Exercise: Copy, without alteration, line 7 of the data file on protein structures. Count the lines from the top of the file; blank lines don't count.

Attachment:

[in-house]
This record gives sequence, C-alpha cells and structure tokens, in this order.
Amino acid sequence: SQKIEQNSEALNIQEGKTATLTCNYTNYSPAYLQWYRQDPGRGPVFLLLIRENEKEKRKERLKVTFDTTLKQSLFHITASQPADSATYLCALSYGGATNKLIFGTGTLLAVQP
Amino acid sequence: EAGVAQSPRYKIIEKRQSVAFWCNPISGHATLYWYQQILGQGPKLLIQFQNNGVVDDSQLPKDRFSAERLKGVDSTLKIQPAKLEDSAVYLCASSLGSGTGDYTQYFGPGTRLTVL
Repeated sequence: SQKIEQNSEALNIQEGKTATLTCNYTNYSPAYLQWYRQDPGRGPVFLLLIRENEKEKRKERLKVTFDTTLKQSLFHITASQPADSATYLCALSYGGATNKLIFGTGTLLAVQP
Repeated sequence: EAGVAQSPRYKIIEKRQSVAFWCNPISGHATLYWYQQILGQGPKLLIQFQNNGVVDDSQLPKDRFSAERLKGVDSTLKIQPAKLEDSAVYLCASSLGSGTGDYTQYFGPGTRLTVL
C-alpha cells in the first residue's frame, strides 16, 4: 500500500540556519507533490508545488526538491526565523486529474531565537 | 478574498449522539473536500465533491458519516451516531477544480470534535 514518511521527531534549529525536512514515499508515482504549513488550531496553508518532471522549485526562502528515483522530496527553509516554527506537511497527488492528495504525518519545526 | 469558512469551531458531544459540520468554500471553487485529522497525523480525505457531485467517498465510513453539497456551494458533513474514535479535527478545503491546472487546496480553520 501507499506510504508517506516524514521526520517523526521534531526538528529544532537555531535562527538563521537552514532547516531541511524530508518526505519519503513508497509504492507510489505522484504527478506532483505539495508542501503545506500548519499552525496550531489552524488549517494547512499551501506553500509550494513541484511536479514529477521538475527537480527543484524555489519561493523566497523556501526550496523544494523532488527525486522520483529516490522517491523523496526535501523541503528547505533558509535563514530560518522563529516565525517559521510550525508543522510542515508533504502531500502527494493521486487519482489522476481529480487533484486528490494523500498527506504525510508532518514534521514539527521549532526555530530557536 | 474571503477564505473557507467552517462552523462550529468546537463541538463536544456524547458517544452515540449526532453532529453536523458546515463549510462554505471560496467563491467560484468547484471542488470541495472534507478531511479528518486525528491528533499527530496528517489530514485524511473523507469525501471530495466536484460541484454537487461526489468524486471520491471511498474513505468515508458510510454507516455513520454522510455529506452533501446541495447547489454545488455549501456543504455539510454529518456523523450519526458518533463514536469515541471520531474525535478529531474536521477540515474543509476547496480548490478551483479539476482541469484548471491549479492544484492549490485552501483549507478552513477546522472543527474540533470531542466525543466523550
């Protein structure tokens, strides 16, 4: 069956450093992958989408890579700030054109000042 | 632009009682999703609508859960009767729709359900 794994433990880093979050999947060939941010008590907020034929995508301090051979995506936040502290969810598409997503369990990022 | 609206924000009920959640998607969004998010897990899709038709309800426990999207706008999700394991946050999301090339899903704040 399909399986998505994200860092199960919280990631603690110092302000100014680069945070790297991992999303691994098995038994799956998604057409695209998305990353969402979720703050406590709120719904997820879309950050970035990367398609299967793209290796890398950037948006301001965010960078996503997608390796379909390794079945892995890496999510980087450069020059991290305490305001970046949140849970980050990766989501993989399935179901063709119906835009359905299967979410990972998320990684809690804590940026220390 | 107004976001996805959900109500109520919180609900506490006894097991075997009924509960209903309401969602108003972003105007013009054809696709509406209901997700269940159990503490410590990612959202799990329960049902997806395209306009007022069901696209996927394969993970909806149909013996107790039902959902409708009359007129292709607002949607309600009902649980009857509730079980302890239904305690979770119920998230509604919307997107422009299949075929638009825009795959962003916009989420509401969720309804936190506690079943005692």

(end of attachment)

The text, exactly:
C-alpha cells in the first residue's frame, strides 16, 4: 500500500540556519507533490508545488526538491526565523486529474531565537 | 478574498449522539473536500465533491458519516451516531477544480470534535 514518511521527531534549529525536512514515499508515482504549513488550531496553508518532471522549485526562502528515483522530496527553509516554527506537511497527488492528495504525518519545526 | 469558512469551531458531544459540520468554500471553487485529522497525523480525505457531485467517498465510513453539497456551494458533513474514535479535527478545503491546472487546496480553520 501507499506510504508517506516524514521526520517523526521534531526538528529544532537555531535562527538563521537552514532547516531541511524530508518526505519519503513508497509504492507510489505522484504527478506532483505539495508542501503545506500548519499552525496550531489552524488549517494547512499551501506553500509550494513541484511536479514529477521538475527537480527543484524555489519561493523566497523556501526550496523544494523532488527525486522520483529516490522517491523523496526535501523541503528547505533558509535563514530560518522563529516565525517559521510550525508543522510542515508533504502531500502527494493521486487519482489522476481529480487533484486528490494523500498527506504525510508532518514534521514539527521549532526555530530557536 | 474571503477564505473557507467552517462552523462550529468546537463541538463536544456524547458517544452515540449526532453532529453536523458546515463549510462554505471560496467563491467560484468547484471542488470541495472534507478531511479528518486525528491528533499527530496528517489530514485524511473523507469525501471530495466536484460541484454537487461526489468524486471520491471511498474513505468515508458510510454507516455513520454522510455529506452533501446541495447547489454545488455549501456543504455539510454529518456523523450519526458518533463514536469515541471520531474525535478529531474536521477540515474543509476547496480548490478551483479539476482541469484548471491549479492544484492549490485552501483549507478552513477546522472543527474540533470531542466525543466523550